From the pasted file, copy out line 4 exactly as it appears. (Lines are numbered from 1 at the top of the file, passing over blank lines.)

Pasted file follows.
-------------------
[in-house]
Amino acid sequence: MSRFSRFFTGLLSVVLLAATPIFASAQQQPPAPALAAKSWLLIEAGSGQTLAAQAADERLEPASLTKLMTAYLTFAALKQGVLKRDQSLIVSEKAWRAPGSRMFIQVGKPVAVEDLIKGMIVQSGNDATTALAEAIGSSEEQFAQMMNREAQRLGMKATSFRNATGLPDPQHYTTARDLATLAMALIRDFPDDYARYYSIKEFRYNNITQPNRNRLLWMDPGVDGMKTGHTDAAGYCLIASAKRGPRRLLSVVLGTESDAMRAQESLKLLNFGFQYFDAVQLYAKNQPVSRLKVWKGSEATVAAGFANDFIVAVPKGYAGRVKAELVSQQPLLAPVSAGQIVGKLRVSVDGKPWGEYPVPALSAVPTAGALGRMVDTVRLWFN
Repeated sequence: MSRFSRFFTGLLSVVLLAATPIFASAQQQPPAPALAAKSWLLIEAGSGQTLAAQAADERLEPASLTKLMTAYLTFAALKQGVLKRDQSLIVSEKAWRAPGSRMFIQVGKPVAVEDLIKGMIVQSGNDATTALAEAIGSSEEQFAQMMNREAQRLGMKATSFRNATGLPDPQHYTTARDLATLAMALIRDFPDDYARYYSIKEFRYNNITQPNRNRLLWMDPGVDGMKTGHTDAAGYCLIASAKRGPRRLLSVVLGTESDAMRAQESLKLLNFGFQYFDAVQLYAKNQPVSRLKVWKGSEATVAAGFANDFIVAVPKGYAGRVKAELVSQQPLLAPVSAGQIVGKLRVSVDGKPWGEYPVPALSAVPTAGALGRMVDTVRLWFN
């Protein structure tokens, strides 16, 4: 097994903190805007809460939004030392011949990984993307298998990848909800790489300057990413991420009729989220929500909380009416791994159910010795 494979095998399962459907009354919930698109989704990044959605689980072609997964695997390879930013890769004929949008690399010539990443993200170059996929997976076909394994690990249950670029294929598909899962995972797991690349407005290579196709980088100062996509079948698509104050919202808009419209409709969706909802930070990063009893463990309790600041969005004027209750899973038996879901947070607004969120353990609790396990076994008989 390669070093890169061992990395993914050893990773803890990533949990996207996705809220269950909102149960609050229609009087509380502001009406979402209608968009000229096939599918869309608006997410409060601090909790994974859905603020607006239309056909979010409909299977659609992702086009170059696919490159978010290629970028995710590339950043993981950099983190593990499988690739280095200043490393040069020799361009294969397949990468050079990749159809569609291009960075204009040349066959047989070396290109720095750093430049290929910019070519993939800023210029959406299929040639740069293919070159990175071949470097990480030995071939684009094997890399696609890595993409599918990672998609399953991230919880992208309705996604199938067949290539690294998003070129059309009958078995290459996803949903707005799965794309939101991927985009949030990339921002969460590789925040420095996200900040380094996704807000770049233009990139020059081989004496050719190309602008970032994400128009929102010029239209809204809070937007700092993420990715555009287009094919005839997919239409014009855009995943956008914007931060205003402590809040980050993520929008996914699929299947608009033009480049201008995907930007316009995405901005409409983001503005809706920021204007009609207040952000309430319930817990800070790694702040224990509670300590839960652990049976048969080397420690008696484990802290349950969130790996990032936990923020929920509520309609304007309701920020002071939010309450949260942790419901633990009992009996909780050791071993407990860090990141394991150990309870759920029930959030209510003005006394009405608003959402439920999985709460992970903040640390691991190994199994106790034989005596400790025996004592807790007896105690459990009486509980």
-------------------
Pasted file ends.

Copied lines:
């Protein structure tokens, strides 16, 4: 097994903190805007809460939004030392011949990984993307298998990848909800790489300057990413991420009729989220929500909380009416791994159910010795 494979095998399962459907009354919930698109989704990044959605689980072609997964695997390879930013890769004929949008690399010539990443993200170059996929997976076909394994690990249950670029294929598909899962995972797991690349407005290579196709980088100062996509079948698509104050919202808009419209409709969706909802930070990063009893463990309790600041969005004027209750899973038996879901947070607004969120353990609790396990076994008989 390669070093890169061992990395993914050893990773803890990533949990996207996705809220269950909102149960609050229609009087509380502001009406979402209608968009000229096939599918869309608006997410409060601090909790994974859905603020607006239309056909979010409909299977659609992702086009170059696919490159978010290629970028995710590339950043993981950099983190593990499988690739280095200043490393040069020799361009294969397949990468050079990749159809569609291009960075204009040349066959047989070396290109720095750093430049290929910019070519993939800023210029959406299929040639740069293919070159990175071949470097990480030995071939684009094997890399696609890595993409599918990672998609399953991230919880992208309705996604199938067949290539690294998003070129059309009958078995290459996803949903707005799965794309939101991927985009949030990339921002969460590789925040420095996200900040380094996704807000770049233009990139020059081989004496050719190309602008970032994400128009929102010029239209809204809070937007700092993420990715555009287009094919005839997919239409014009855009995943956008914007931060205003402590809040980050993520929008996914699929299947608009033009480049201008995907930007316009995405901005409409983001503005809706920021204007009609207040952000309430319930817990800070790694702040224990509670300590839960652990049976048969080397420690008696484990802290349950969130790996990032936990923020929920509520309609304007309701920020002071939010309450949260942790419901633990009992009996909780050791071993407990860090990141394991150990309870759920029930959030209510003005006394009405608003959402439920999985709460992970903040640390691991190994199994106790034989005596400790025996004592807790007896105690459990009486509980």